Abnormal uterine bleeding occurs when you’re bleeding lasts longer than your regular monthly cycle or when your flow is thicker than usual (AUB).
It may be necessary to seek therapy if the pain is severe or unexpected enough to impair your daily routine.
Hormonal changes might be too responsible. These changes might be caused by your own physiology or by external causes such as birth control medications, fast weight gain or reduction, or mental or physical stress. Medical problems such as Polycystic Ovarian Syndrome (PCOS) might possibly be too responsible.
Another typical cause is uterine difficulties. Fibroids, polyps, adenomyosis, and endometriosis are examples.
Other disorders, albeit less prevalent, might be the source of the problem. AUB can also be caused by bleeding or clotting problems, cancer of the cervix, endometrium, or uterus, illnesses affecting your kidneys, liver, thyroid, or adrenal glands, infection of the cervix or endometrial and sexually transmitted infections.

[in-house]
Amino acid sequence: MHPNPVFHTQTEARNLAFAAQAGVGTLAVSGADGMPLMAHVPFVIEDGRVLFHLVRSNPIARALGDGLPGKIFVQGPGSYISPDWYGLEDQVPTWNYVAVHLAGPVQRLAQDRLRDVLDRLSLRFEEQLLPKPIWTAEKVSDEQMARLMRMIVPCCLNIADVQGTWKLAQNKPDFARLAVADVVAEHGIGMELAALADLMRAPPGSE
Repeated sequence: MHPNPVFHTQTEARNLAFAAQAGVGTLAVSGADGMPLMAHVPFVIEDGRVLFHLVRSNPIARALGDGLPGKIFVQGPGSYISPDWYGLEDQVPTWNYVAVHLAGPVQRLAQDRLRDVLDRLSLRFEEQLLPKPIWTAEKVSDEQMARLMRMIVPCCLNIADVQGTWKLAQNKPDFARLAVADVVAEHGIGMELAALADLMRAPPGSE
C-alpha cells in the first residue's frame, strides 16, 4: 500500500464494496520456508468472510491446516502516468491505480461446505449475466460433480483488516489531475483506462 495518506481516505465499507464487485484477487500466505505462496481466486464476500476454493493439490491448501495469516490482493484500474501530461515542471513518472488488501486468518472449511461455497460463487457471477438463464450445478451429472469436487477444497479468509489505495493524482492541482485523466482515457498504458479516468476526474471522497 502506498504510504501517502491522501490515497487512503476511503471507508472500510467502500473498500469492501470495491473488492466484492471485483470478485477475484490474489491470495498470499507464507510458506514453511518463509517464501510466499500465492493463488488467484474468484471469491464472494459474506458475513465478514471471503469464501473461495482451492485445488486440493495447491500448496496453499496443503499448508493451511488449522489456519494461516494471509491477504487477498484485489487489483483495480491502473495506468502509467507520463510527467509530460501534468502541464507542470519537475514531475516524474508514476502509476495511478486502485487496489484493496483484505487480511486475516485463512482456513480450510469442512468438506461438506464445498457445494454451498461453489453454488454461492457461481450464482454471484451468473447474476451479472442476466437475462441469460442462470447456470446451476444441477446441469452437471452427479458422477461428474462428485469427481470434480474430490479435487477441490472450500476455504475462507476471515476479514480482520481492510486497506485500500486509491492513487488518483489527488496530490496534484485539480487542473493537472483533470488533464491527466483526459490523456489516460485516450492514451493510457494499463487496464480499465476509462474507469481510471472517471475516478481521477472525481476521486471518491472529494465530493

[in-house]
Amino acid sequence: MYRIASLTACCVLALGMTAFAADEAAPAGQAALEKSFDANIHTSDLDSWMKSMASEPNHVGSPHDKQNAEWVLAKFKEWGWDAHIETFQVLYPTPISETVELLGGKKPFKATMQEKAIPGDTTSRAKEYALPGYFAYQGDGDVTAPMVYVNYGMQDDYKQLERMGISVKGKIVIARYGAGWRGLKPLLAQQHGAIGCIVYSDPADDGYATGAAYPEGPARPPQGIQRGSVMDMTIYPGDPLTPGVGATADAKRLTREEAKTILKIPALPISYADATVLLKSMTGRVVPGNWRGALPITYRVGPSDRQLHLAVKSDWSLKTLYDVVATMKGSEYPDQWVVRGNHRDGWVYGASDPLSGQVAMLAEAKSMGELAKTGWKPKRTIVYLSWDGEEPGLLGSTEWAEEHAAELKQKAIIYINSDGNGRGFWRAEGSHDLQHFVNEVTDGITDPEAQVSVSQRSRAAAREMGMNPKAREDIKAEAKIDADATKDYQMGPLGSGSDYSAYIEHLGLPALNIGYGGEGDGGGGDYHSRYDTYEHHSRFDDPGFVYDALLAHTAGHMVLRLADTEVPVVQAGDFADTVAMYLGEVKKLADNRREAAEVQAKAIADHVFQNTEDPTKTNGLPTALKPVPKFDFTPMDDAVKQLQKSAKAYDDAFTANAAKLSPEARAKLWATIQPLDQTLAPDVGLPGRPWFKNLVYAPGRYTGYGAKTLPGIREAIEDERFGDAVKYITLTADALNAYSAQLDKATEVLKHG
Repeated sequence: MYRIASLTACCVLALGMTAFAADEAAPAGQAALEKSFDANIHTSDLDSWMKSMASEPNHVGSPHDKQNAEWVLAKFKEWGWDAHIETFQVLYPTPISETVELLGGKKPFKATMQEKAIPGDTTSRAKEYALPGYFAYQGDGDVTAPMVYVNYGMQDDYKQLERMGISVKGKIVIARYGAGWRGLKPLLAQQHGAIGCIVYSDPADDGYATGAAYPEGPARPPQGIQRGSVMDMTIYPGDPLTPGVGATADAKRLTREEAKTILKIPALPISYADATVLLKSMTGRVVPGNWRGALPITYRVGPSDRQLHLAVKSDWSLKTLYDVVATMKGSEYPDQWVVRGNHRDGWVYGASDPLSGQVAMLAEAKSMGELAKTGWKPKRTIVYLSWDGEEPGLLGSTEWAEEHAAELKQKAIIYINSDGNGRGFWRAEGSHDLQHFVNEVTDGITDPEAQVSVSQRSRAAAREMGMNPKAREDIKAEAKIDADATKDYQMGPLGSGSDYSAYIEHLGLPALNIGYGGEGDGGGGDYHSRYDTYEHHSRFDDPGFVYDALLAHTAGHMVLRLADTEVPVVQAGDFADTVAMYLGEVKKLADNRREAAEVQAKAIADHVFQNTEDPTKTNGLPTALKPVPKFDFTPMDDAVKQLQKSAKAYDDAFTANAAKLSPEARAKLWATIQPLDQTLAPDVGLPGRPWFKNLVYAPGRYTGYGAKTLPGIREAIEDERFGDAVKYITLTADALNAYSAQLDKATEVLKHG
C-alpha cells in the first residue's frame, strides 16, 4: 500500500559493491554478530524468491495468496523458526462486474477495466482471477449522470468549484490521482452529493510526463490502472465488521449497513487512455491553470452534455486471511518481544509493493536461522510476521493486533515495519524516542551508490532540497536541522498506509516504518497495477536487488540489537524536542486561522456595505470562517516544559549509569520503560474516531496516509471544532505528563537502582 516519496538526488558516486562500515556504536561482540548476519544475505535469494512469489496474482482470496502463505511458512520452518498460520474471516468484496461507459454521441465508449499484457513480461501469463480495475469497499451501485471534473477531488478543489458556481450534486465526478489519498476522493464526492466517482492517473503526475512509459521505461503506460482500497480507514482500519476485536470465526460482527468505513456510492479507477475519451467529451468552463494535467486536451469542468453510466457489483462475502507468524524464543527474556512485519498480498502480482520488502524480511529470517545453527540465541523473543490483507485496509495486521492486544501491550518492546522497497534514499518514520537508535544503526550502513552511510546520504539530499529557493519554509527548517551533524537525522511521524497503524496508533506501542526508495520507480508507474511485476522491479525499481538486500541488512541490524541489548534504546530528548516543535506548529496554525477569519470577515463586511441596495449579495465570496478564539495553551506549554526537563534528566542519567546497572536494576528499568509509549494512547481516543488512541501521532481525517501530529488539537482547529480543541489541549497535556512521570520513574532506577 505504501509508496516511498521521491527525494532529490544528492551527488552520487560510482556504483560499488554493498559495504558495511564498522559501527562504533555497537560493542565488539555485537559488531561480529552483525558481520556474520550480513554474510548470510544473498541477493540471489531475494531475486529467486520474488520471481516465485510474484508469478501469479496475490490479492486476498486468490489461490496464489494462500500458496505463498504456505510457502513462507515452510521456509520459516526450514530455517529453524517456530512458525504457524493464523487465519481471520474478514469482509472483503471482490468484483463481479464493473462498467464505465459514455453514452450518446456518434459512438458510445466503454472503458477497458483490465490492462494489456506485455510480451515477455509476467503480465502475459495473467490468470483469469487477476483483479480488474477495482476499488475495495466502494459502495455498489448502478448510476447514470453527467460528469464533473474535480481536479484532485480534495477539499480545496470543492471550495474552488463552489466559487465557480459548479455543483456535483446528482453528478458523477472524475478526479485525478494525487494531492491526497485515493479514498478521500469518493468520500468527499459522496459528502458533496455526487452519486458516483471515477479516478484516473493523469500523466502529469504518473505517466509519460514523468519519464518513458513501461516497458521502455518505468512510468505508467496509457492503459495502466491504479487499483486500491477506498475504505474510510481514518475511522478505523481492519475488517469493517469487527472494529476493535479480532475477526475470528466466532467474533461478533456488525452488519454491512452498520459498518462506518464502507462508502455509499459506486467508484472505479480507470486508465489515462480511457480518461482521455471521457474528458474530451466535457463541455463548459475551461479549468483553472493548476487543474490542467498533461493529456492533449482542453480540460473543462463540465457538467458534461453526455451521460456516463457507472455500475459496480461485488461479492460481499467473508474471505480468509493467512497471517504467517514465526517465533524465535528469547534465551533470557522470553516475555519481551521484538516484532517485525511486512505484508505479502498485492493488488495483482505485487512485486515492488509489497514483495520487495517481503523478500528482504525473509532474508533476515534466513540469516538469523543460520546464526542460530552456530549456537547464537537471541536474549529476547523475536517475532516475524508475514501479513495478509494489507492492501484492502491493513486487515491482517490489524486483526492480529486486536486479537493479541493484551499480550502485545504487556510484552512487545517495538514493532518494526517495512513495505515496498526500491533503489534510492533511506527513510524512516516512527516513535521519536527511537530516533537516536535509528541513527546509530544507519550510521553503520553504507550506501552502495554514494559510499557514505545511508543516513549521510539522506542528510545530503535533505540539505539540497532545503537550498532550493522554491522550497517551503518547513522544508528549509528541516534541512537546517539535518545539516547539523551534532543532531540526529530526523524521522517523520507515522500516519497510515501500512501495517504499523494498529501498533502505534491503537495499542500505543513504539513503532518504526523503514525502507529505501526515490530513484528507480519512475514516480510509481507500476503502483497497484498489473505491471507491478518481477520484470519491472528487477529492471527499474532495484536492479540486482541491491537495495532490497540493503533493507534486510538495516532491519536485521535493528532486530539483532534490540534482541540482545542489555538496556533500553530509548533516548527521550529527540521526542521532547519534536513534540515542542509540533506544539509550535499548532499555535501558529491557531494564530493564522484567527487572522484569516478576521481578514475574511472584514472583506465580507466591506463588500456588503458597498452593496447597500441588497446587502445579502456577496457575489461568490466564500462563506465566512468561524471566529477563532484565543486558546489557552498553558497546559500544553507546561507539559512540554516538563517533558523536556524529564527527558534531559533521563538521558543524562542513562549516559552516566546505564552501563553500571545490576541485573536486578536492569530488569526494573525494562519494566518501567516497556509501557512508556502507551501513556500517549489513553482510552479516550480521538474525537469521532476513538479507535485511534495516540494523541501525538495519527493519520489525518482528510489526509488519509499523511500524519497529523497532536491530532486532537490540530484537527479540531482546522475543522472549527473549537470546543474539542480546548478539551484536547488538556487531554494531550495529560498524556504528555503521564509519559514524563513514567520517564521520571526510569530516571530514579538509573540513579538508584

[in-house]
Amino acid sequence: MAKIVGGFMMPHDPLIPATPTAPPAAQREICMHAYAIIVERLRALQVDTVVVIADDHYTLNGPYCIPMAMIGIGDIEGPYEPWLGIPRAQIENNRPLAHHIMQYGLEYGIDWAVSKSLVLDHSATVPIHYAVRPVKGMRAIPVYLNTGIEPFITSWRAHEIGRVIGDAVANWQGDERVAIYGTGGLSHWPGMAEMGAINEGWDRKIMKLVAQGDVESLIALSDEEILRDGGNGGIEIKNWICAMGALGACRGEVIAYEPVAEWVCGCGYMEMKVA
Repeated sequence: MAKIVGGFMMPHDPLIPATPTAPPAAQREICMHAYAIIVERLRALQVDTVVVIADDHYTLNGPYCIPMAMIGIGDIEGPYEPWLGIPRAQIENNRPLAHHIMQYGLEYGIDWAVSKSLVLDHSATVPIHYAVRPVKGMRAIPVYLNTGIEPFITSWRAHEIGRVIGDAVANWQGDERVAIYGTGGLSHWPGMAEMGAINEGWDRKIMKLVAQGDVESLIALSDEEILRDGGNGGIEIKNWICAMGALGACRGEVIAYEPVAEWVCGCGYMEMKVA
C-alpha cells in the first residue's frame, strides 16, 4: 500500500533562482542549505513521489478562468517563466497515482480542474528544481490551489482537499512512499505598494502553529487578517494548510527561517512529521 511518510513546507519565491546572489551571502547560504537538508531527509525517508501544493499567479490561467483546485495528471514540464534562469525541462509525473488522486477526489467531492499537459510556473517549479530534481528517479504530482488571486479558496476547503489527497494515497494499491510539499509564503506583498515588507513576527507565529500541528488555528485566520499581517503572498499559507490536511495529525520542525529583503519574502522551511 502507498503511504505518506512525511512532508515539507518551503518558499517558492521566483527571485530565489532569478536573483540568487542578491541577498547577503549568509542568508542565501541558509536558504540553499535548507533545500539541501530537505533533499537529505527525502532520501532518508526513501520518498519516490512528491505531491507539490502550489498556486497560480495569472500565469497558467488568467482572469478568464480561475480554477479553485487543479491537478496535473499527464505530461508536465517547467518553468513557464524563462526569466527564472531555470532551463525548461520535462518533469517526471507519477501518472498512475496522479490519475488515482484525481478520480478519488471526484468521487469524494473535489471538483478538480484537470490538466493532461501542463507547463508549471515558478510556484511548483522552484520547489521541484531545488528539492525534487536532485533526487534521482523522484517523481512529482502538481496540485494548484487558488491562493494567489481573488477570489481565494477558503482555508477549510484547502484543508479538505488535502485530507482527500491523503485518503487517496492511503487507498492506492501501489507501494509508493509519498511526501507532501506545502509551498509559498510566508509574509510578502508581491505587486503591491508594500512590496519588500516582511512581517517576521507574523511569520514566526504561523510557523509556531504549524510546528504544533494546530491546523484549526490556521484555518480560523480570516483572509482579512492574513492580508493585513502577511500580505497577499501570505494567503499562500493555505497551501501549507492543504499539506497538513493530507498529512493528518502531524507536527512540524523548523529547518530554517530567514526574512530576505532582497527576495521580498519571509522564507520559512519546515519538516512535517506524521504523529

A pregnancy test may be the first step in the diagnosing process, followed by a thorough Hemogram, Sonography, and Hysteroscopy with biopsy. An MRI may be ordered to rule out or confirm adenomyosis in some cases.
Your therapy will be determined by the reason and whether or not you have finished your family.
The first line of therapy is drugs. Hormones, Gonadotropin-releasing hormone agonists (GnRHa), NSAIDS, and anti-inflammatories such as ibuprofen or naproxen are examples. Tranexamic acid pills may be administered to treat excessive uterine bleeding.
We specialise in uterus preservation therapies and laparoscopic operations that need only one day in the hospital and leave little scarring.
If uncontrolled, abnormal uterine bleeding will almost surely result in anaemia. It may also make it difficult to conceive and increase your risk of endometrial cancer.